FORSTER, Ferdinando (1670-1701), of Bamburgh Castle, Northumb.

Published in The History of Parliament: the House of Commons 1690-1715, ed. D. Hayton, E. Cruickshanks, S. Handley, 2002
Available from Boydell and Brewer



16 Jan. - 22 Aug. 1701

Family and Education

b. 14 Feb. 1670, 3rd s. of Sir William Forster of Bamburgh, and bro. of William*.  educ. Durham sch.; G. Inn 1686; St. John’s, Camb. 1686. unmsuc. bro. 1700.1

Offices Held

Ensign, Holland Regt. 1685, lt. 1688; capt. 1 Ft. Gds. 1689–91.2


Forster gained his first army commission in 1685 aged only 15, but a military career may not yet have been settled upon since the following year he entered Cambridge and Gray’s Inn. Two years later, however, he returned to the army, gaining a lieutenant’s commission in 1688 and appointment as captain the following year, but he resigned this commission in 1691. Little more is known of Forster until late 1700 when he stood for the Northumberland seat previously held by his elder brother, from whom in September that year he had inherited the heavily indebted family estates. Prior to this Forster does not appear to have involved himself in public affairs. Forster was successful at the election of January 1701, and in February he was listed as likely to support the Court in the supply committee’s resolution to continue the ‘Great Mortgage’. At the end of the 1701 session Forster returned to Northumberland, but while attending a dinner on 22 Aug. at Newcastle-upon-Tyne for the grand jury of the county he quarrelled with John Fenwick of Rock. One account relates that Fenwick entered singing ‘a favourite party song’ to the refrain of ‘Sir John Fenwick’s† the flower among them’ and thereby provoked Forster, while another claims that Forster angered Fenwick by stating that there were ‘too many such [i.e. Tories] in the House’. Though the two men were prevented from fighting at the dinner, they met the following day in Newcastle, drew swords and in the resulting skirmish Forster was killed. His murderer was executed later the same year. Forster left his heavily indebted estate to his sister and to Thomas Forster II*, son of his other (deceased) sister. Proceedings in Chancery for recovery of debts forced the sale of this estate, and though this sale yielded £20,679 Forster’s debts accounted for all but £1,028 of this sum.3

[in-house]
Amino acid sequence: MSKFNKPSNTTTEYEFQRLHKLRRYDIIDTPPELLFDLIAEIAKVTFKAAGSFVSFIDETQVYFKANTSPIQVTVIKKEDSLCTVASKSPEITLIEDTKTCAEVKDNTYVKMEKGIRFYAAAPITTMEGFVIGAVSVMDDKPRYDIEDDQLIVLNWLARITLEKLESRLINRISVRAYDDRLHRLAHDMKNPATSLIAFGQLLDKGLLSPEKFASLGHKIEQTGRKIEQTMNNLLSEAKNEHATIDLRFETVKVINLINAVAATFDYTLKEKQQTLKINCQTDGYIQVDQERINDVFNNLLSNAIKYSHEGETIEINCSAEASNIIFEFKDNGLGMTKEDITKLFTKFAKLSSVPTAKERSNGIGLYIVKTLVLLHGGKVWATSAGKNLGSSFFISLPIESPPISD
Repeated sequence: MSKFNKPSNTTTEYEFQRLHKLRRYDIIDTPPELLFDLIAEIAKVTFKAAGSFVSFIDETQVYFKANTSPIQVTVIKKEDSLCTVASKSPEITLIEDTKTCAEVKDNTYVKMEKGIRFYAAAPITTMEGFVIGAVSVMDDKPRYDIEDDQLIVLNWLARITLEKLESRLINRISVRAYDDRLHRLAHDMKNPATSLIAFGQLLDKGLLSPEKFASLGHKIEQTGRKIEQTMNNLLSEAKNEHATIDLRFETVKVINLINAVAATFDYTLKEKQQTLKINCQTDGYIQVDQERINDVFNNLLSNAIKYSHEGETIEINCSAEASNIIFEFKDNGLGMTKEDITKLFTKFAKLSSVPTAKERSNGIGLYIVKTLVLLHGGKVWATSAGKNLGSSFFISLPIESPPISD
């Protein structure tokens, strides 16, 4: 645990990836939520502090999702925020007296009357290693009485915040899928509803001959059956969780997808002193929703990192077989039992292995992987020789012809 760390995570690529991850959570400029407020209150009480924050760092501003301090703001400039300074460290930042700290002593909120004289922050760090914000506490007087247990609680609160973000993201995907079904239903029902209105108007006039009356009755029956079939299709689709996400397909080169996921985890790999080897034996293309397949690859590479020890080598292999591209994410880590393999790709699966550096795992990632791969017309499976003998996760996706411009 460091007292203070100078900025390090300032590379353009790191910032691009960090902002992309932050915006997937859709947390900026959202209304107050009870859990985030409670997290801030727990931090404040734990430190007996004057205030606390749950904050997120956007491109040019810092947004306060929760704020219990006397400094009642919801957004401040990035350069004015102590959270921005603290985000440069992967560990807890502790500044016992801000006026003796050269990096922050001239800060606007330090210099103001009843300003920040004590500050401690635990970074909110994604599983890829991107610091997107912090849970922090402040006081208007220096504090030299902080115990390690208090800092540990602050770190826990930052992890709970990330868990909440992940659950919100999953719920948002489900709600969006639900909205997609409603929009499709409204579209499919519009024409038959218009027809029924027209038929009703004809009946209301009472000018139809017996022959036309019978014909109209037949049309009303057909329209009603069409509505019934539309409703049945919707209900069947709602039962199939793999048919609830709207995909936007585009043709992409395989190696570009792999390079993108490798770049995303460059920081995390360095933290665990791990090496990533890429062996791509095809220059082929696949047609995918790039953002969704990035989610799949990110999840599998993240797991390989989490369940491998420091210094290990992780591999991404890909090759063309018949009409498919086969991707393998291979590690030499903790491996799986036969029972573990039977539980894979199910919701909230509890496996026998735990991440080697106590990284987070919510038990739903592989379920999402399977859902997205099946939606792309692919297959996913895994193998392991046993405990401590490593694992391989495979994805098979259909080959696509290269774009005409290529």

Ref Volumes: 1690-1715

Author: Eveline Cruickshanks


  • 1. Arch. Ael. ser. 4, xxiii. 120; New Hist. Northumb. i. 157; Morant, Essex, ii. 45.
  • 2. CSP Dom. 1690–1, p. 268.
  • 3. New Hist. Northumb. 165; Add. 70019, f. 285; J. Scott, Hist. Berwick-upon-Tweed, 480; CSP Dom. 1686–7, pp. 231–2; PC 2/72, p. 386; R. Welford, Hist. Gosforth, 80; Welford, Men of Mark ’twixt Tyne and Tweed, ii. 255–60; Mackenzie, Hist. Acct. Newcastle, 50; Luttrell, Brief Relation, v. 84; E. Hughes, N. Country Life, i. 270.